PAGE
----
Science is not enough: Plenary panel and live webcast

Science is not enough: Plenary panel and live webcast

Why do so many political leaders and citizens remain unconcerned about climate change, water scarcity, fisheries depletion, and a host of other science-related global challenges? Find out by joining us for a Webcast of the plenary panel Science Is Not Enough, featuring three of the world's most knowledgeable and compelling science communicators during the 2012 AAAS Annual Meeting.

This exceptional Webcast—set for 5:00—6:30 p.m. PT on Saturday, February 18—will arm scientists, educators, students, and citizens around the world with messages to help influence public perceptions and debate when the science supporting a position is not enough to carry the argument.

Log onto and live-Tweet your questions to #AAASMtg.

Participants in this 90-minute discussion will be:

  • James Hansen, whose testimony before Congressional committees in the 1980s helped raise broad awareness of the global climate change issue. Dr. Hansen is recognized for speaking truth to powerful entities, for identifying ineffectual policies as "greenwash," and for outlining the actions that the public must take to protect the future of young people and other species on the planet. He is currently the Director of NASA Goddard Institute for Space Studies and Adjunct Professor of Earth and Environmental Sciences at Columbia University.
  • Olivia Judson, who explores the intersection of science and society, focusing on such controversial issues as the actuarial use of DNA and the potential to grow human organs. Dr. Judson has presented science issues on television many times, most recently when she appeared in an episode of PBS's "Nova" about DNA connections to evolution. She has written a weekly blog on evolutionary biology for the New York Times website, called "The Wild Side." She is currently a Research Fellow at Imperial College in London.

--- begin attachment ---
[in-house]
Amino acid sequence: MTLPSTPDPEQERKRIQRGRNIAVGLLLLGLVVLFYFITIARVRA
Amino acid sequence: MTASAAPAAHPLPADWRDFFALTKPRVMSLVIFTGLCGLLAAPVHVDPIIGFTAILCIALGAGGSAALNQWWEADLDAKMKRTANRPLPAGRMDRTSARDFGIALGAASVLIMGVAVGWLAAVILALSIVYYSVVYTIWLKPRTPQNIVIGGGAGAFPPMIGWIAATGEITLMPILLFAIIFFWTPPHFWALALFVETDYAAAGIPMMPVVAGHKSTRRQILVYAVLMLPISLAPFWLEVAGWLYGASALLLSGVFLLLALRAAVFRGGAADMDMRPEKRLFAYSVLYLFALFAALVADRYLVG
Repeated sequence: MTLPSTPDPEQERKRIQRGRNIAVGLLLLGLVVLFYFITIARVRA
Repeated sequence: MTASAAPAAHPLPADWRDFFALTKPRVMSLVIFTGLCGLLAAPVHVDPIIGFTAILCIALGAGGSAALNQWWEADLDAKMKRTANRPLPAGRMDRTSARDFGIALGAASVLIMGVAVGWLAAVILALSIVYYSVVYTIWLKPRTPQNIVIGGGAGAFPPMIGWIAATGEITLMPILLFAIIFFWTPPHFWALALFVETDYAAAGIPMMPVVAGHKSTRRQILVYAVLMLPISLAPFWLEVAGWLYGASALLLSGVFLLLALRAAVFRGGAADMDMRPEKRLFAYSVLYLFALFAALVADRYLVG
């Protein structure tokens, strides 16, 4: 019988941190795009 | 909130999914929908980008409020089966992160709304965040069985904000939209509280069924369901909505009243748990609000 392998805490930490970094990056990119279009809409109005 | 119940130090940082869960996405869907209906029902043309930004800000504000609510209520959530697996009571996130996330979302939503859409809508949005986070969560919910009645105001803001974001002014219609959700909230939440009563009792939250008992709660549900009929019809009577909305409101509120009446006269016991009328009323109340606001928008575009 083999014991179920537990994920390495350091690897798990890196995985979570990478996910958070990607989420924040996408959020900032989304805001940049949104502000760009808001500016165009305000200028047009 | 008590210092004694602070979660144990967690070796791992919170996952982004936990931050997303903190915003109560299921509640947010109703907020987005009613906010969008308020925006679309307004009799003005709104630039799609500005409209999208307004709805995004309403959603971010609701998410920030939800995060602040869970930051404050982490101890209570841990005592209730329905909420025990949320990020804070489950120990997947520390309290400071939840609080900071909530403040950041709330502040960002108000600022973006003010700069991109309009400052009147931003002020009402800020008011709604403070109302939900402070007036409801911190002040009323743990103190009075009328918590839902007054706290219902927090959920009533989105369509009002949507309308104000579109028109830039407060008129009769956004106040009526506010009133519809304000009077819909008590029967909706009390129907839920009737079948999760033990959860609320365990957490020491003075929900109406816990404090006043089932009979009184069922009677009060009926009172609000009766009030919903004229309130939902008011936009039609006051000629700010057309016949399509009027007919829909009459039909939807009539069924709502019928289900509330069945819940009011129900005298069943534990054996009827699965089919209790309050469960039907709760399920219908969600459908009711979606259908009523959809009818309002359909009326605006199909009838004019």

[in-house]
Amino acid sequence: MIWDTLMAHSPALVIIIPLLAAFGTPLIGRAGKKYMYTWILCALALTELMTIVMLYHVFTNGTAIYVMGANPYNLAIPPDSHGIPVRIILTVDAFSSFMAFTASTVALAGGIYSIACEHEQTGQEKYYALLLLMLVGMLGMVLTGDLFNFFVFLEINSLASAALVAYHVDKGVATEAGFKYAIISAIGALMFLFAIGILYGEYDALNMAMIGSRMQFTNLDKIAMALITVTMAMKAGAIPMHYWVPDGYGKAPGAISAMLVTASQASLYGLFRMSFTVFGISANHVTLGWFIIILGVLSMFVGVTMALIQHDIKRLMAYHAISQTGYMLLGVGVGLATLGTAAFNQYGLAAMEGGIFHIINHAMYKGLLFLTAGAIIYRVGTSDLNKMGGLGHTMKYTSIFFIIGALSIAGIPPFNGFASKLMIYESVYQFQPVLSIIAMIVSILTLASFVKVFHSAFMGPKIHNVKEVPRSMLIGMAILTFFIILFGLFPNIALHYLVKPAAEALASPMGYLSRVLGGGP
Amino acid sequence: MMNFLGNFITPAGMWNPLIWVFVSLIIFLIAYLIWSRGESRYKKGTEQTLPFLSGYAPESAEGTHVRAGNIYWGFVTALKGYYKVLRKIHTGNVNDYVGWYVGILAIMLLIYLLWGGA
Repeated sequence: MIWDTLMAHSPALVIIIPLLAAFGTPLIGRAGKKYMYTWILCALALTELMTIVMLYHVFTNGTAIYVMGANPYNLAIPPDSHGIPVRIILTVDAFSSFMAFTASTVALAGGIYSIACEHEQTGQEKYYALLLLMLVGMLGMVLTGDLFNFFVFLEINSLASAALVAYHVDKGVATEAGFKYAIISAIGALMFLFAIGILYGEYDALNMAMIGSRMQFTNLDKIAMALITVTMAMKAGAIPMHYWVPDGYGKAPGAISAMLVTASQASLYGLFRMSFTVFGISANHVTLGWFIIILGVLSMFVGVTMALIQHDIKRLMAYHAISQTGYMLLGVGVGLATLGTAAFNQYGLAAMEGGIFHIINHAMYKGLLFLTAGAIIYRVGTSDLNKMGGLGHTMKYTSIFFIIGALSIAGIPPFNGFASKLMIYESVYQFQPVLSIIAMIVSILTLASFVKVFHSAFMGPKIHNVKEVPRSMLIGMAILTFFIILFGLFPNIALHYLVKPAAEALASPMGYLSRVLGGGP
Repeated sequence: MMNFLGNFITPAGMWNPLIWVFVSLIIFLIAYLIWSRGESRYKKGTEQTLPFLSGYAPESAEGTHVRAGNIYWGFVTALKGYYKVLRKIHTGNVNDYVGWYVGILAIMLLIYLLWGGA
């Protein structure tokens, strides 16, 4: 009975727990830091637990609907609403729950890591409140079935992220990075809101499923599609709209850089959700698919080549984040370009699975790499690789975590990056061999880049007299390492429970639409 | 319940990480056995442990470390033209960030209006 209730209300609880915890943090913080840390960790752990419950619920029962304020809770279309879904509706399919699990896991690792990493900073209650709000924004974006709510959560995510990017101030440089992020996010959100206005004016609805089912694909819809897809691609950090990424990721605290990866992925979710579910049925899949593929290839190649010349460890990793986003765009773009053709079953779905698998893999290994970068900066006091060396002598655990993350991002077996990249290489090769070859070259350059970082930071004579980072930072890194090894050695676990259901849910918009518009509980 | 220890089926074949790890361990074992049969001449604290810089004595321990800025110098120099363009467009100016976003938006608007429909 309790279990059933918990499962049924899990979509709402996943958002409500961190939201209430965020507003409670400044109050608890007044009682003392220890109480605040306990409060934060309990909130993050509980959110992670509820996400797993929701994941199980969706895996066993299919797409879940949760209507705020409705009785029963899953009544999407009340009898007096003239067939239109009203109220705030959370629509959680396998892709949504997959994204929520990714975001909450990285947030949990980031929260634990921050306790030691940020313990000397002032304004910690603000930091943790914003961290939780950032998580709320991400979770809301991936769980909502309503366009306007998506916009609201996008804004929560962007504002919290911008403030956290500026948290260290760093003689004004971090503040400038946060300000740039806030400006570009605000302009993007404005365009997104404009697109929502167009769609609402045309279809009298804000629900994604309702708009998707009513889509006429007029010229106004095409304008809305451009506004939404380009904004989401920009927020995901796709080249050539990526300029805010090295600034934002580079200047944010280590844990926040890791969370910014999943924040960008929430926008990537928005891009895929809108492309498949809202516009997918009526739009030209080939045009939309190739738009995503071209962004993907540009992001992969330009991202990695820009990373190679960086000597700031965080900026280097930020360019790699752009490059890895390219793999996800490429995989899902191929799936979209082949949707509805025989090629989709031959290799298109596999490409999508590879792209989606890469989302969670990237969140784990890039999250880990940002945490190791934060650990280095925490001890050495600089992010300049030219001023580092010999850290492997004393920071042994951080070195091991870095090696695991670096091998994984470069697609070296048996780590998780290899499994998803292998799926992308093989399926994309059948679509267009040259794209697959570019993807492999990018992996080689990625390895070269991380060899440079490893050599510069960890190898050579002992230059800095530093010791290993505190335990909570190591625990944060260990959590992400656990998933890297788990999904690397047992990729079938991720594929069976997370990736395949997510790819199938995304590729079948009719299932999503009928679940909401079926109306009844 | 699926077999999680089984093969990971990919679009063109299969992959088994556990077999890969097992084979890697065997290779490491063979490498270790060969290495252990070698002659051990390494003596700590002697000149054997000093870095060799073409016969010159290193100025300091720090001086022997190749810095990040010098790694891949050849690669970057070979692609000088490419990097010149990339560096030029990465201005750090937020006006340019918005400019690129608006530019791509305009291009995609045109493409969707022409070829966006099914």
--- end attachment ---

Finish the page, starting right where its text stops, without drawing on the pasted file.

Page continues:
• Hans Rosling, co-founder of the Gapminder Foundation, which developed the Trendalyzer software for converting international statistics into moving, interactive, and enjoyable graphics. Dr. Rosling promotes a fact-based world view through increased use and understanding of freely accessible public statistics. He presented the television documentary "The Joy of Stats," which was broadcast in the United Kingdom in 2010. He is currently Professor of International Health at the Karolinska Institute in Sweden.
AAAS President Nina Fedoroff will introduce the speakers, and the session will be moderated by Emmy-award winning journalist Frank Sesno, former CNN Washington bureau chief, who is currently Professor and Director of the School of Media and Public Affairs at George Washington University.

Again, the session will begin at 5:00 p.m., PT on Saturday, February 18. Click here to watch what should be one of the most informative yet entertaining Saturday evenings you have had in a while! Be sure to submit your questions via Twitter by using the hashtag #AAASMtg. (Source: AAAS)


Producing content you read on this website takes a lot of time, effort, and hard work. If you value what we do here, please consider becoming a supporter.


Tags: live webcast


Michael Owens 9 years ago

carolyn, just keep telling them, till one day it sets in...

carolyn 9 years ago

Regarding non-reactions of people: Ignorance and suffering from delusions of " it can't happen to me". When I mention the things that are happening, they don't know what I'm talking about and think I'm just being chicken little. Some get angry and blame the messenger. The charge "nut case ' comes to mind. Even my own kids think I'm being a downer and over reacting and I'm ruining their day. Very few of even my own friends are paying attention.

Steve Christien (@carolyn) 9 years ago

I 100 percent agree with u its about time somebody has the same mindset, those jackwagons don't have a clue l just hope something has to happen to wake up our called human race.. good luck. steve c L.V NEV.

Post a comment

Your name: *

Your email address: *

Comment text: *

The image that appears on your comment is your Gravatar